JOCHMANS Koen
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Maximum-likelihood estimates of nonlinear panel data models with fixed effects are generally not consistent as the number of units, N, grows large while the number of time periods, T, stays fixed. The inconsistency can be viewed as a consequence of the bias of the score function, where the unit-specific parameters have been profiled out. We investigate ways of adjusting the profile score so as to make it unbiased or approximately unbiased. This leads to estimators, solving an adjusted profile score equation, that are fixed-T consistent or have less asymptotic bias, as T ! 1, than maximum likelihood. One approach to adjusting the profile score is to subtract its bias, evaluated at maximum- likelihood estimates of the fixed effects. When this bias does not depend on the incidental parameters, the adjustment is exact. Otherwise, it does not eliminate the bias entirely but reduces its order (in T), and it can be iterated, reducing the bias order further. We examine a range of nonlinear models with additive fixed effects. In many of these, an exact bias adjustment of the profile score is possible. In others, suitably adjusted profile scores exhibit much less bias than without the adjustment, even for very small T.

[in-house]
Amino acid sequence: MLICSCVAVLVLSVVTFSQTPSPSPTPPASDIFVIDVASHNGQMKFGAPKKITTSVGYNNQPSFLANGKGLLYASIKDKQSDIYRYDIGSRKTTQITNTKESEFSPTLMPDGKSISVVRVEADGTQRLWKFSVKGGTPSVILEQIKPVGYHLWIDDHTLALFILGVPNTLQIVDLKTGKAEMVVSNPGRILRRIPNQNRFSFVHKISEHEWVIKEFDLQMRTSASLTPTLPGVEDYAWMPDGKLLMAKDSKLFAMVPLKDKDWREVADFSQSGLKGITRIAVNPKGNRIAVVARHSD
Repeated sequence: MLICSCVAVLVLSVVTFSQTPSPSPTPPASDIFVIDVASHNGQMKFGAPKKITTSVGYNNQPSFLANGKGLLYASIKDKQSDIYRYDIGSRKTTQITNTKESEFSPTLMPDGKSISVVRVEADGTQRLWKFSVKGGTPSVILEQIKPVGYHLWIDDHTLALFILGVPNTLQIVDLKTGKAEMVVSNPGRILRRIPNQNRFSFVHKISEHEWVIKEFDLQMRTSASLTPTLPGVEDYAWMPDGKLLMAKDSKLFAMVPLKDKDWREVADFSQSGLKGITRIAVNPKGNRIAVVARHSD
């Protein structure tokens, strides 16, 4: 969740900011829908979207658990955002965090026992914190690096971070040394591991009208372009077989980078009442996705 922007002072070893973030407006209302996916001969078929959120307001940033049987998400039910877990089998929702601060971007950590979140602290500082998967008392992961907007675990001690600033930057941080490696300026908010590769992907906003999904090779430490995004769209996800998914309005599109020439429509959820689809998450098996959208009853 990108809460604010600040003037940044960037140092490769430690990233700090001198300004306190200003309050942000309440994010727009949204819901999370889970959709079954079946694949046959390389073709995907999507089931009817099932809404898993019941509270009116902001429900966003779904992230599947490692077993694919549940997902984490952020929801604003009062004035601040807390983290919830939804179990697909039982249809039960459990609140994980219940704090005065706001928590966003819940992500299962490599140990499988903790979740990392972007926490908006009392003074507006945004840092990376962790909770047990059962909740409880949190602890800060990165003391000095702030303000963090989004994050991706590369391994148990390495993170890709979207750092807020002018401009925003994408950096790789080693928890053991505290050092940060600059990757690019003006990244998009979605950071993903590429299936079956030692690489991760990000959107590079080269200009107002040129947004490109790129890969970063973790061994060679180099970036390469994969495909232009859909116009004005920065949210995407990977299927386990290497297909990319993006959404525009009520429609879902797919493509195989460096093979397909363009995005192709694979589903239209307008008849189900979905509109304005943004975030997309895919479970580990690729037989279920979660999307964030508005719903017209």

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We calculate the bias of the profile score for the regression coefficients in a multistratum autoregressive model with stratum-specific intercepts. The bias is free of incidental parameters. Centering the profile score delivers an unbiased estimating equation and, upon integration, an adjusted profile likelihood. A variety of other approaches to constructing modified profile likelihoods are shown to yield equivalent results. However, the global maximizer of the adjusted likelihood lies at infinity for any sample size, and the adjusted profile score has multiple zeros. We argue that the parameters are local maximizers inside or on an ellipsoid centered at the maximum likelihood estimator.

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In this note it is shown that the index coefficients and location parameters in the standard triangular binary-choice model are identifed under an assumption of symmetry on the joint density of the latent disturbances. Identifcation of average effects follows. The implied restrictions suggest semiparametric rank estimators that are consistent and asymptotically normal under standard conditions.